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What I will miss most about John is his humility. It is a quality so lost on so many of us in Westminster. The evening before his first heart attack, that humility was summed up when he told all of us that "The opportunity to serve our country—that is all we ask". John didn't seek power or pride. He sought service. It is a lesson that I think we can all learn. We have lost a giant of this political age, and I have lost a friend and mentor.
Rt. Hon. Sean Manning MP

Chancellor of the Exchequer (2000 - )
Labour MP for Bristol East (1992 - )
Chief Secretary to the Treasury (1997 - 2000)
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Today Britain lost a great statesman, who at the pinnacle of his pursuit in life was struck down by the tragic uncertainty that is death. Since his passing I often think about a quote from him: "What's the point of being in politics if you can't speak up for the people who can't speak up for themselves?". In his years of public services, Smith inspired hopeful generations about what good government can do, and as one of those people I can say that I will miss him dearly.
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I'd like to offer my sincere condolences to the family. Today we have lost a great political figure of this country. Although he and I weren't shared many things in common, however his enthusiastic manner toward this country will be remembered forever. We must pay a tribute to what he have done for the country and should get united to make the country to be a better place to live!
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Many times I have been at the opposing side of John Smith on many issues, but even when passions run high in Westminster I could always respect the accomplished, consistent parliamentarian and committed public servant he was. Something which we must never forget is that there is always time and space in politics for decency, for humility, and for fighting for what you believe in. That, I think, is a positive personal legacy we should recognize to the Prime Minister. My sincere, deepest condolences to his family, to his friends, and to his colleages.
Rt. Hon. Edward Winter MP / Conservative and Unionist Party
Member of Parliament for Ashford (1979 - Present)

Shadow Foreign Secretary (1992 - Present)
Leader of the House of Commons (1990-1992)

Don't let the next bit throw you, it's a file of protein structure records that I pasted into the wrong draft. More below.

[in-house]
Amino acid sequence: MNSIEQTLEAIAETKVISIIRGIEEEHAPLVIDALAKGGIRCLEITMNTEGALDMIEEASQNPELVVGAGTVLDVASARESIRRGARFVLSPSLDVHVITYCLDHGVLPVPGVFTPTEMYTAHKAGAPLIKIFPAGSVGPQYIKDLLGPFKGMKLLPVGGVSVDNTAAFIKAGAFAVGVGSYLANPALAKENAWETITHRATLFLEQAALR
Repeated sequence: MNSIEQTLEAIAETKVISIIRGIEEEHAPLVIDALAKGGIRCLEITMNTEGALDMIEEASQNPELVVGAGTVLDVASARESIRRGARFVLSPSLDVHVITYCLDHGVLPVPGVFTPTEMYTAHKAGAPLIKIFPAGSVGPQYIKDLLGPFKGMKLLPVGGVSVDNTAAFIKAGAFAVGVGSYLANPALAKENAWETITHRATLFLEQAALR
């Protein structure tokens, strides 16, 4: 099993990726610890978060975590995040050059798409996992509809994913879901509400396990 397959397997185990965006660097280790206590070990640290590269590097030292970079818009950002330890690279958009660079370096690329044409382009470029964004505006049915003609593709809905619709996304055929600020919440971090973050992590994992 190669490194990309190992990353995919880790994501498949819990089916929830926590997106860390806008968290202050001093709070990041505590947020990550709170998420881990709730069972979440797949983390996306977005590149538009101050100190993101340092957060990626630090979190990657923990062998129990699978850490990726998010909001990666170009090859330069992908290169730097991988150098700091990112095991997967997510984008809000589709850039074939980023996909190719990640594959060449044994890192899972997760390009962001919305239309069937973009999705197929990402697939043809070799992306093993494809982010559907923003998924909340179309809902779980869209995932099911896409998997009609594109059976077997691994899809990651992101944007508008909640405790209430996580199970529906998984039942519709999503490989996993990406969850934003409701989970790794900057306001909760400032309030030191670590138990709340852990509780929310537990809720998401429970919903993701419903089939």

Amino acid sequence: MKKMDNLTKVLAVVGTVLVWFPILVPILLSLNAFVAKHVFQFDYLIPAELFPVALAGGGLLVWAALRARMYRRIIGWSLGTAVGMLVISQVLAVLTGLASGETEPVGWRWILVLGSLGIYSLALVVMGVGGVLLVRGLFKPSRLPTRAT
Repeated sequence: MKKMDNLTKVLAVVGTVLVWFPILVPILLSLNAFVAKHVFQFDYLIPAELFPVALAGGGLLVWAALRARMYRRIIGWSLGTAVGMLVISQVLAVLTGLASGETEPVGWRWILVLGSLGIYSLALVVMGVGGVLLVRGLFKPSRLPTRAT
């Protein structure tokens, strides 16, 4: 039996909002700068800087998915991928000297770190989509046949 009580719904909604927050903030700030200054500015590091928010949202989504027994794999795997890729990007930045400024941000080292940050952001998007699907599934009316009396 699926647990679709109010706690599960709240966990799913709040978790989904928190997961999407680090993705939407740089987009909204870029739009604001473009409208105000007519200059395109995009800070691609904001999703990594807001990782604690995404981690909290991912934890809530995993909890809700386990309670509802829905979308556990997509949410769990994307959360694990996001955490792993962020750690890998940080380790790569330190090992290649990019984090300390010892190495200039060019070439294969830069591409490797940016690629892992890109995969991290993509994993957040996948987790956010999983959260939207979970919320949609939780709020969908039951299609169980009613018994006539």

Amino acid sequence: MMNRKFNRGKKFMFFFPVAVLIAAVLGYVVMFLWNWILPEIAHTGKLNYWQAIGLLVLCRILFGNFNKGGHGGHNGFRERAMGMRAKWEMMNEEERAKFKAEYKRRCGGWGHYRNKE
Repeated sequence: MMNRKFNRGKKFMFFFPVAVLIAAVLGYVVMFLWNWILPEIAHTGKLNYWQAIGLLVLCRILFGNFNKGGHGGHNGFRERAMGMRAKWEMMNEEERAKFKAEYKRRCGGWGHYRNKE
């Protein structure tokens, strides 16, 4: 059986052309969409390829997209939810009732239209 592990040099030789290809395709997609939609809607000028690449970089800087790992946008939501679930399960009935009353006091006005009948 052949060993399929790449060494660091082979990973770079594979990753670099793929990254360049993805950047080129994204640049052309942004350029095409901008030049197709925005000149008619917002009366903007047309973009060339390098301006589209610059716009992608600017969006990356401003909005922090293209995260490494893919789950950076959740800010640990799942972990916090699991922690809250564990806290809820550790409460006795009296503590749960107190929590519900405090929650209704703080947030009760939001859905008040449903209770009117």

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When Labour won the election in 1997 I was in no doubt that was due to the vision and leadership of John and the unity he delivered. He, more than anyone else I knew, understood the power of unity and of a common vision for the party and for the nation. He was a driven man, sometimes his own worse enemy. He overcame hardships and his own health to lead the party and lead the nation. We have lost not just a great man, but a great leader and a great unifier. However, his message and his vision will live on through the Government he set up and the people now working in his name. 

While I personally mourn his passing, I also am celebrating his achievements. I also will remain thankful for the path he has placed our country on; towards greatness.
MP for Cambridge (1992 - )
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I would like to extend my heart felt condolences to Elizabeth and the rest of John's family. I have known John for many years now and I have admired his courage and dedication to his community and our cause. John was an extremely intelligent and articulate man who cared passionately about the whole of society. We as a party must continue his legacy by steering our country away from economically and socially ruinous Thatcherite policies of the Tories.
Joseph "Uncle Joe" Flanagan
Member of Parliament for Easington 1983 - Present
Secretary of State for Natural Resources & Environment 1992 - Present

Shadow Minister of Agriculture, Fisheries and Food 1987-1992
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Today, Britain feels the deep pain of having lost a heavyweight of national politics and a man who's humility, commitment and expertise can be rivalled by none. Under his leadership, our party returned from the brutal wilderness of eighteen years of being lost in opposition. It is not lightly that I say that his leadership was more unifying and nurturing than any leader we have had during my lifetime. His legacy is big and his achievements number is the hundreds. He will be remembered for his dedication to public service and public life. Looking forward, It is my intent to offer continuation of his leadership, but recognise where we as a government and as a party got things wrong.
MP for Kensington

(In previous lives: violated a confidence and supply agreement, tried to fight a man on Eton's nine-hole golf course, released a leaflet torpedoing ones own party, was likened to an M&M shovelling money into a fireplace and co-founded Solidarity 2.0 ft. much anarchy)
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Say what you want about his politics, John Smith was a statesman befitting the name. He led this nation for three years with dignity and grace and the public responded with him often far out polling the Labour Party. You don't out poll your party without being something truly special. I had the great pleasure to ask a great many questions to Mr Smith during his three years at the dispatch box for Prime Minister's Question Time and I am the better for it.